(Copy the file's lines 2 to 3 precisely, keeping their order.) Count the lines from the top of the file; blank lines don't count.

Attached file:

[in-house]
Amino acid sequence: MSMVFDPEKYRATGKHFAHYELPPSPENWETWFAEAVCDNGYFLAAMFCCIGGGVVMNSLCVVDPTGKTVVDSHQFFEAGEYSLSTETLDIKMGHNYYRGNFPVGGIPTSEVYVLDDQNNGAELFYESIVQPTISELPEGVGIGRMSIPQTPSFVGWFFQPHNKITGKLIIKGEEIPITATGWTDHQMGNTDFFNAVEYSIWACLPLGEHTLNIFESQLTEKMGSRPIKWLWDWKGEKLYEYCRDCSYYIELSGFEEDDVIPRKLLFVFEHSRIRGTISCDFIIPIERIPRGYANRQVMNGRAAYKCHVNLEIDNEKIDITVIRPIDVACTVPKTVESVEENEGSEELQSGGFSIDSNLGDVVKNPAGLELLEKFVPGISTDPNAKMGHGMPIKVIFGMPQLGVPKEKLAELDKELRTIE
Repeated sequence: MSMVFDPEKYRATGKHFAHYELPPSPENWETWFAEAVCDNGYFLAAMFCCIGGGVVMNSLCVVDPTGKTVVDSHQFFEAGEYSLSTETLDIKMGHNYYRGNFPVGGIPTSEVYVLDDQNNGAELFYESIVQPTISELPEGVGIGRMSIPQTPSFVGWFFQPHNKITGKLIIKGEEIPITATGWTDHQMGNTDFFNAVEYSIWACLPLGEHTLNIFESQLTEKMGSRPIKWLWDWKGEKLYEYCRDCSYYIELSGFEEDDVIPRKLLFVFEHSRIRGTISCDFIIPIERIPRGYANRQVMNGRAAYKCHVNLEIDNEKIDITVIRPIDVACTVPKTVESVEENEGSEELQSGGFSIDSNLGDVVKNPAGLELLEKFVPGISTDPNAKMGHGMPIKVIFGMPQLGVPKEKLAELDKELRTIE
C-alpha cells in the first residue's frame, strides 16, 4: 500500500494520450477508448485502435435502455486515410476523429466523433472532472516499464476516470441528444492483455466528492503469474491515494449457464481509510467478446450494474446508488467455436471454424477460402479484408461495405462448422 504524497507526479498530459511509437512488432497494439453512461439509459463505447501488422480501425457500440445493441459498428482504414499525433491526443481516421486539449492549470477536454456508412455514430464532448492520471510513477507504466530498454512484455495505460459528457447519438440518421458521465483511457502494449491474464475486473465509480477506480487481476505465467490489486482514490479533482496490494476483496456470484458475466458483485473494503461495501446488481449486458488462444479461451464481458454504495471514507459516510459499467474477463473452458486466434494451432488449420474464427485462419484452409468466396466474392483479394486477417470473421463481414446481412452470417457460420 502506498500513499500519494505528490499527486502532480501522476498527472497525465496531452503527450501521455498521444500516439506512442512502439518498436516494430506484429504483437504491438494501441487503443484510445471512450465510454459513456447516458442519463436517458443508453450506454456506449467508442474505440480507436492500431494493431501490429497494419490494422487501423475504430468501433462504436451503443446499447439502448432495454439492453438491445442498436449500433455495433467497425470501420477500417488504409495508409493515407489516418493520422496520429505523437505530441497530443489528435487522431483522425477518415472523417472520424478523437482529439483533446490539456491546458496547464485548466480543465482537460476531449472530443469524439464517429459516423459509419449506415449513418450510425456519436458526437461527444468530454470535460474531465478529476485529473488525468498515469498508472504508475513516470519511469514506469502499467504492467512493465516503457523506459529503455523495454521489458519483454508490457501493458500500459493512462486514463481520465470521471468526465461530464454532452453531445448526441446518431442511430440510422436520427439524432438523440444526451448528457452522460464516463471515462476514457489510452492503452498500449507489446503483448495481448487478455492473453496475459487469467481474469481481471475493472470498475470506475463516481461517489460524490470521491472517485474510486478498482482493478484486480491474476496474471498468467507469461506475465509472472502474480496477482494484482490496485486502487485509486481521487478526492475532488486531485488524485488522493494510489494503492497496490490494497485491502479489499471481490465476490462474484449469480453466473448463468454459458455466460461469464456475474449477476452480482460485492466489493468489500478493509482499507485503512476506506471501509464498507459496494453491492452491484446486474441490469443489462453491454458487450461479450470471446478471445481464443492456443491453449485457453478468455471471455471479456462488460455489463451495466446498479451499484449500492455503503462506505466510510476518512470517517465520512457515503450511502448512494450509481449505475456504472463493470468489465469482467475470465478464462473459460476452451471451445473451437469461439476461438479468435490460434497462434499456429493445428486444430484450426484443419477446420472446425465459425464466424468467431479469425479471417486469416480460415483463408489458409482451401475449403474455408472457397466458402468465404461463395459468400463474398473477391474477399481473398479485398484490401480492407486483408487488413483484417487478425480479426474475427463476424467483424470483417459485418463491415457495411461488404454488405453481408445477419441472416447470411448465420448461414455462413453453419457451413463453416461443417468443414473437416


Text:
Amino acid sequence: MSMVFDPEKYRATGKHFAHYELPPSPENWETWFAEAVCDNGYFLAAMFCCIGGGVVMNSLCVVDPTGKTVVDSHQFFEAGEYSLSTETLDIKMGHNYYRGNFPVGGIPTSEVYVLDDQNNGAELFYESIVQPTISELPEGVGIGRMSIPQTPSFVGWFFQPHNKITGKLIIKGEEIPITATGWTDHQMGNTDFFNAVEYSIWACLPLGEHTLNIFESQLTEKMGSRPIKWLWDWKGEKLYEYCRDCSYYIELSGFEEDDVIPRKLLFVFEHSRIRGTISCDFIIPIERIPRGYANRQVMNGRAAYKCHVNLEIDNEKIDITVIRPIDVACTVPKTVESVEENEGSEELQSGGFSIDSNLGDVVKNPAGLELLEKFVPGISTDPNAKMGHGMPIKVIFGMPQLGVPKEKLAELDKELRTIE
Repeated sequence: MSMVFDPEKYRATGKHFAHYELPPSPENWETWFAEAVCDNGYFLAAMFCCIGGGVVMNSLCVVDPTGKTVVDSHQFFEAGEYSLSTETLDIKMGHNYYRGNFPVGGIPTSEVYVLDDQNNGAELFYESIVQPTISELPEGVGIGRMSIPQTPSFVGWFFQPHNKITGKLIIKGEEIPITATGWTDHQMGNTDFFNAVEYSIWACLPLGEHTLNIFESQLTEKMGSRPIKWLWDWKGEKLYEYCRDCSYYIELSGFEEDDVIPRKLLFVFEHSRIRGTISCDFIIPIERIPRGYANRQVMNGRAAYKCHVNLEIDNEKIDITVIRPIDVACTVPKTVESVEENEGSEELQSGGFSIDSNLGDVVKNPAGLELLEKFVPGISTDPNAKMGHGMPIKVIFGMPQLGVPKEKLAELDKELRTIE